Last Saturday, just before the nor’easter took a turn for the worse, snapping trees and making shingles fly off roofs, Grace and I paid a visit to one of our favorite places: Beczak Environmental Education Center (www.beczak.org). Located on a semi-industrial street along the Yonkers waterfront, Beczak is an environmental education facility with a focus on the ecosystems that make up the Hudson River and its shoreline. With weekday school programs and weekend family activities, Beczak’s enthusiastic staff wants everyone to “learn to love your river”.
Beczak was founded in 1989, but only opened its own interpretive center at 35 Alexander Street in 2004. (Grace and I attended the ribbon cutting, inaugurating our own Beczak experience.) When we first started attending weekend programs about three years ago, we were delighted to find inexpensive ($5 a session) eco-art activities that were perfect for a child who loves art and nature. Even in winter, the activities often involved a walk across the lawn to the edge of the river, where the children would comb the sandy beach for materials to use in their art projects. Sticks, rocks, feathers, “devil’s heads” and sea glass were glued or tied to make shadow boxes, mobiles and collages to take home.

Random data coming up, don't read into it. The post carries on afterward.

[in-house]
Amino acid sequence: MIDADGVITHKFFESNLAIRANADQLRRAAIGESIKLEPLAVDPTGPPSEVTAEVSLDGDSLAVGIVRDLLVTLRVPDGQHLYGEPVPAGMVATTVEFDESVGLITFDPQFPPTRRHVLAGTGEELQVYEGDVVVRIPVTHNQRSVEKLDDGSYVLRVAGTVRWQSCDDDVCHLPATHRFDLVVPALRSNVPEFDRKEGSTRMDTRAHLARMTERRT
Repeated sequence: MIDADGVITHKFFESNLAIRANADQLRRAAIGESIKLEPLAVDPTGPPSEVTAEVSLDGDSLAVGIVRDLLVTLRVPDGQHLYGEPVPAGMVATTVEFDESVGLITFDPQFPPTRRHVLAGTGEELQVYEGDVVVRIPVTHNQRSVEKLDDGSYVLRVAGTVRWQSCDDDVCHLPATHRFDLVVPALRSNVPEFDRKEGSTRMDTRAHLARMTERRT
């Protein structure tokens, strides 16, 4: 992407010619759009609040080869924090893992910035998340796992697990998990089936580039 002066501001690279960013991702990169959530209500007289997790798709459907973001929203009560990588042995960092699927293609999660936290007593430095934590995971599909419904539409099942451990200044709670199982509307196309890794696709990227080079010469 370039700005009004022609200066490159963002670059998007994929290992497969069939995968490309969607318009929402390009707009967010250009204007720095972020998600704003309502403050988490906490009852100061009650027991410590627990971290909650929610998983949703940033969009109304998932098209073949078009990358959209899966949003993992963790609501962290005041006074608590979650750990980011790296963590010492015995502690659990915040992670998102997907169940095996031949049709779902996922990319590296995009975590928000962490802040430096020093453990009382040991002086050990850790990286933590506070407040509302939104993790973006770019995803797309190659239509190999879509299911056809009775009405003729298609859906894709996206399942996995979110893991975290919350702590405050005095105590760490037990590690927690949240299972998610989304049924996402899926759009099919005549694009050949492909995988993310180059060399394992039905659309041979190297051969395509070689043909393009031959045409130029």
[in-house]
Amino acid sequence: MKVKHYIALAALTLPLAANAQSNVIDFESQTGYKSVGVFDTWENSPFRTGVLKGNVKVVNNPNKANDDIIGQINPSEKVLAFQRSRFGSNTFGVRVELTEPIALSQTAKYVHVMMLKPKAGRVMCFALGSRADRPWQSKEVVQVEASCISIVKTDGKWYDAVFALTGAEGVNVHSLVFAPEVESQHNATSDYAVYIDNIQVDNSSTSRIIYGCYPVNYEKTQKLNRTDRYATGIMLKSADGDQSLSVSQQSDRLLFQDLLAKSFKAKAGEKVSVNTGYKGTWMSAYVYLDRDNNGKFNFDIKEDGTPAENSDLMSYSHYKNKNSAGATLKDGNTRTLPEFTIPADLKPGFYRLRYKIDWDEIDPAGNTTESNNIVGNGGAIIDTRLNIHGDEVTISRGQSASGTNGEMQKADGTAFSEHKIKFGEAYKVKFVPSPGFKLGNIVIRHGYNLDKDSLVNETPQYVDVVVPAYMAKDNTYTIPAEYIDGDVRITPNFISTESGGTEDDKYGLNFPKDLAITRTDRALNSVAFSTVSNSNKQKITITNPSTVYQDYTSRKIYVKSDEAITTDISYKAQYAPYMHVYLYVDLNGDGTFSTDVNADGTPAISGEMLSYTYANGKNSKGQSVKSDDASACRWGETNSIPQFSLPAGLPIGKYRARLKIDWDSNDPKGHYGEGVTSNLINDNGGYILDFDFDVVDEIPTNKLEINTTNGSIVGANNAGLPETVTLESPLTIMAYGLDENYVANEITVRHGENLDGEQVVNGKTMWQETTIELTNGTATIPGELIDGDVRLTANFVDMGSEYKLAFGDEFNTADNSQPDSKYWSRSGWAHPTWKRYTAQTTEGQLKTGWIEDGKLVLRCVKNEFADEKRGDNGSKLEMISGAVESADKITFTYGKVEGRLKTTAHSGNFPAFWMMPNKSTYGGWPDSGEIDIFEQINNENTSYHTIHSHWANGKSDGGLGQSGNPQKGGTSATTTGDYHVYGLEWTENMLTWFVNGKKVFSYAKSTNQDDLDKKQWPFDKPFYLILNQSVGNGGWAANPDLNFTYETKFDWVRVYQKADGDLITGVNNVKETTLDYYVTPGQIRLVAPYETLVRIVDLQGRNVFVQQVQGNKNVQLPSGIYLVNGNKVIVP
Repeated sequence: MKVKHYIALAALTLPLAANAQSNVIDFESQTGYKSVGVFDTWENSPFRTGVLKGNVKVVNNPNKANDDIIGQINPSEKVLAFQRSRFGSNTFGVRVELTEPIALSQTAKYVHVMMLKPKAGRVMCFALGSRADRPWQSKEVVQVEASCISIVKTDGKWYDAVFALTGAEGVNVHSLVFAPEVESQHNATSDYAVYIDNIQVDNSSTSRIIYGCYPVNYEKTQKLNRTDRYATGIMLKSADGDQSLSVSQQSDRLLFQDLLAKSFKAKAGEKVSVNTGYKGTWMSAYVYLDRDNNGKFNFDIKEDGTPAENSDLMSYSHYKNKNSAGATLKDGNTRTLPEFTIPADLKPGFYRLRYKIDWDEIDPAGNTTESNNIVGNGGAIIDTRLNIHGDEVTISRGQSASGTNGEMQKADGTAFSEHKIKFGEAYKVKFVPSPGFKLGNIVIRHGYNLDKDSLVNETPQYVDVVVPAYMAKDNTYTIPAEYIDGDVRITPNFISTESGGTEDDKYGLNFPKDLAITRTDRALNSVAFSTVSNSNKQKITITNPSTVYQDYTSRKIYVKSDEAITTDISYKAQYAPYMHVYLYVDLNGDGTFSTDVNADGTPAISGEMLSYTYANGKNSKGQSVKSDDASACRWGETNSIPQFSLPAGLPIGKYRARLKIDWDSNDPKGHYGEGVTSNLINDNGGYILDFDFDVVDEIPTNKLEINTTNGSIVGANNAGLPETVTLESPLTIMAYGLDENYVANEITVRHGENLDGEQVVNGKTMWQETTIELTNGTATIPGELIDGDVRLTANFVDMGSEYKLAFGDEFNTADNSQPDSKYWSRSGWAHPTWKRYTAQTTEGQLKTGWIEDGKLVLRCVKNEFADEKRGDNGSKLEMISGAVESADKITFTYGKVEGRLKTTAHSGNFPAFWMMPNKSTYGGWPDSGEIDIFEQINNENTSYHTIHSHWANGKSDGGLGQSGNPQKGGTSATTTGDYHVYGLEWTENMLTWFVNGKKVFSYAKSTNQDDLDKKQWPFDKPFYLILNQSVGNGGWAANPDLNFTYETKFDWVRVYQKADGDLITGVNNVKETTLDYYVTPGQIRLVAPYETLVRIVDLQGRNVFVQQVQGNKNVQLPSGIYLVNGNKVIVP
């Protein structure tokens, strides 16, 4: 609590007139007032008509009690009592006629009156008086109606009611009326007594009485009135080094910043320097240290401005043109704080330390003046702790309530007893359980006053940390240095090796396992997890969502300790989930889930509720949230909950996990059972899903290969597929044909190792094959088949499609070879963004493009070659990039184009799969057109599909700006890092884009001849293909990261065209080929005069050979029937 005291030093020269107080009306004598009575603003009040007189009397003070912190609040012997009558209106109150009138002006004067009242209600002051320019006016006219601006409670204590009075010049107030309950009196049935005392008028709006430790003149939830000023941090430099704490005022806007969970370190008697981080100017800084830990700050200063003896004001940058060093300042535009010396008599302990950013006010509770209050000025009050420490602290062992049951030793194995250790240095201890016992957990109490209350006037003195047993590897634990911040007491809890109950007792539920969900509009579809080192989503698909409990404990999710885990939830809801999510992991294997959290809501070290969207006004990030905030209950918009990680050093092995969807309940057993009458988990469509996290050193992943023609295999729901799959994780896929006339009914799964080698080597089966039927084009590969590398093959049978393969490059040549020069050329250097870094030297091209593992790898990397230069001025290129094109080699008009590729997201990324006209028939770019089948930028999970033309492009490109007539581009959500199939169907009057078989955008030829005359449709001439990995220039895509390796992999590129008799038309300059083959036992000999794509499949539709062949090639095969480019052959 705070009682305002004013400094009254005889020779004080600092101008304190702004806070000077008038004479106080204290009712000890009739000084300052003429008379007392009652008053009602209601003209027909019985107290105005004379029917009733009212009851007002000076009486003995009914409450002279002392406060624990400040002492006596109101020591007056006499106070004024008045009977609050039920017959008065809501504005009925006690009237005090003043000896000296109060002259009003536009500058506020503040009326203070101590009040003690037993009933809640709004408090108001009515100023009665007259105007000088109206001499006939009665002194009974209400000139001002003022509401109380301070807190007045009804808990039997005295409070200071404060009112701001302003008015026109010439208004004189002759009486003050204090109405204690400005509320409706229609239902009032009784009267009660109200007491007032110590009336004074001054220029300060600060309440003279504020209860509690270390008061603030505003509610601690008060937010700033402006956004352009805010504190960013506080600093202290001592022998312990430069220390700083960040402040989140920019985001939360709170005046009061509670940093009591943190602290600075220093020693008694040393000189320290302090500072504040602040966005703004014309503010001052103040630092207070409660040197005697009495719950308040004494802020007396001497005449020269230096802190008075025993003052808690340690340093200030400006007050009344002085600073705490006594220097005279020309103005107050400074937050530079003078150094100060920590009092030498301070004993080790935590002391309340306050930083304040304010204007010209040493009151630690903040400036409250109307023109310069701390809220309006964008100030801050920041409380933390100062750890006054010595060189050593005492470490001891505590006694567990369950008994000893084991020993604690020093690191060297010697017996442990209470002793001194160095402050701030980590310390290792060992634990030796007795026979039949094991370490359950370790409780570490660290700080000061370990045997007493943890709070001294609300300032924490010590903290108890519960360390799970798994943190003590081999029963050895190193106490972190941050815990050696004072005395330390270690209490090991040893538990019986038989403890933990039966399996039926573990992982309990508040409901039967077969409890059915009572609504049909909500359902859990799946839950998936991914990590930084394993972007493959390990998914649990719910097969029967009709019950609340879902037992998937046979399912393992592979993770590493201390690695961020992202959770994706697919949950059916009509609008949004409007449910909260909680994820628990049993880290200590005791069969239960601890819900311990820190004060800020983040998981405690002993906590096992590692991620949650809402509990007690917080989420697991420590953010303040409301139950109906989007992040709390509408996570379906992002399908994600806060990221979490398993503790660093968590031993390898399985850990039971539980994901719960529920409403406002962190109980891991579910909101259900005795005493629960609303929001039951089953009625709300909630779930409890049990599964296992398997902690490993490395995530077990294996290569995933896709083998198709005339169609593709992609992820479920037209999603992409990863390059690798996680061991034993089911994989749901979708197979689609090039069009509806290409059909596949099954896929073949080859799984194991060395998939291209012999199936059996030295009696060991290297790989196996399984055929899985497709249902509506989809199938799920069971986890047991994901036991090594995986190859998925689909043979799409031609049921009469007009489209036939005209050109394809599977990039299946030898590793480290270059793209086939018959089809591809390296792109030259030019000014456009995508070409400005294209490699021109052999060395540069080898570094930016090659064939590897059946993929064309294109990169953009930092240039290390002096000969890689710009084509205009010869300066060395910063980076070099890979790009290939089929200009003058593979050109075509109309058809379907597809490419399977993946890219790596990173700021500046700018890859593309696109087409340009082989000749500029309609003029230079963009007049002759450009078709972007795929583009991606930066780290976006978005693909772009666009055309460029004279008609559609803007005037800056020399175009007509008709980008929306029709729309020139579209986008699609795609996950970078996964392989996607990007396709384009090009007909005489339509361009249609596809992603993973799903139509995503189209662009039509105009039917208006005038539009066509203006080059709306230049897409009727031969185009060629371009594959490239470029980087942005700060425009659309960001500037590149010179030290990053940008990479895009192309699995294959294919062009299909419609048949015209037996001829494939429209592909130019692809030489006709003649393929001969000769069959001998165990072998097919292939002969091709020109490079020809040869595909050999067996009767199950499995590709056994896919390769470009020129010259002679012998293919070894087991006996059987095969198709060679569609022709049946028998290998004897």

Beczak today is more active than ever. Programs that once drew a few families now sell out. The weekend Young Explorers program always starts with a lesson about Hudson River basics (picture Dorene Sukup, an enthusiastic young instructor, reaching her arms high as if pointing north to fresh water, then reaching “south” to salt water and then rapidly rolling her arms to show how fresh water and salt water become brackish. Fresh. Salt. Brackish!) Thanks to a grant from Con Edison, the River Explorer programs are free for the time-being, but even at $5, they’re a great way to spend a couple hours on a Saturday afternoon. River Explorers is suitable for kids aged 5 to 12. For the younger set, Beczak has started Fish Tales for 3-5 year olds. There’s also Rivertalks, a Saturday evening lecture series; and Urban H2O, a concert series.
Really, there’s too much going on for me to describe in one posting. Last weekend, Grace and I enjoyed a performance by Irish Step Dancers, and this weekend we’re bringing a friend from Boston to the Urban H2O concert. So, check it out yourself. You’ll be glad you did.
Footnote: A couple weeks ago, after enjoying a delicious pancake brunch at Greenberg Nature Center, Grace and I tramped through the woods, snow crunching under our feet. We had fun climbing some very big rocks and as we turned back to the trail, we saw, nestled amid the dead wet leaves, an extraordinary plant. It was burgundy colored, with two sections curling outward like ram’s horns and rubbery to the touch. Back at the Manor House, we ran into Anne Jaffe-Holmes, who told us that the plant is Skunk Cabbage, one of the first plants of spring. And we were the first to report a sighting! Oh, the joys of late winter tramping in the woods!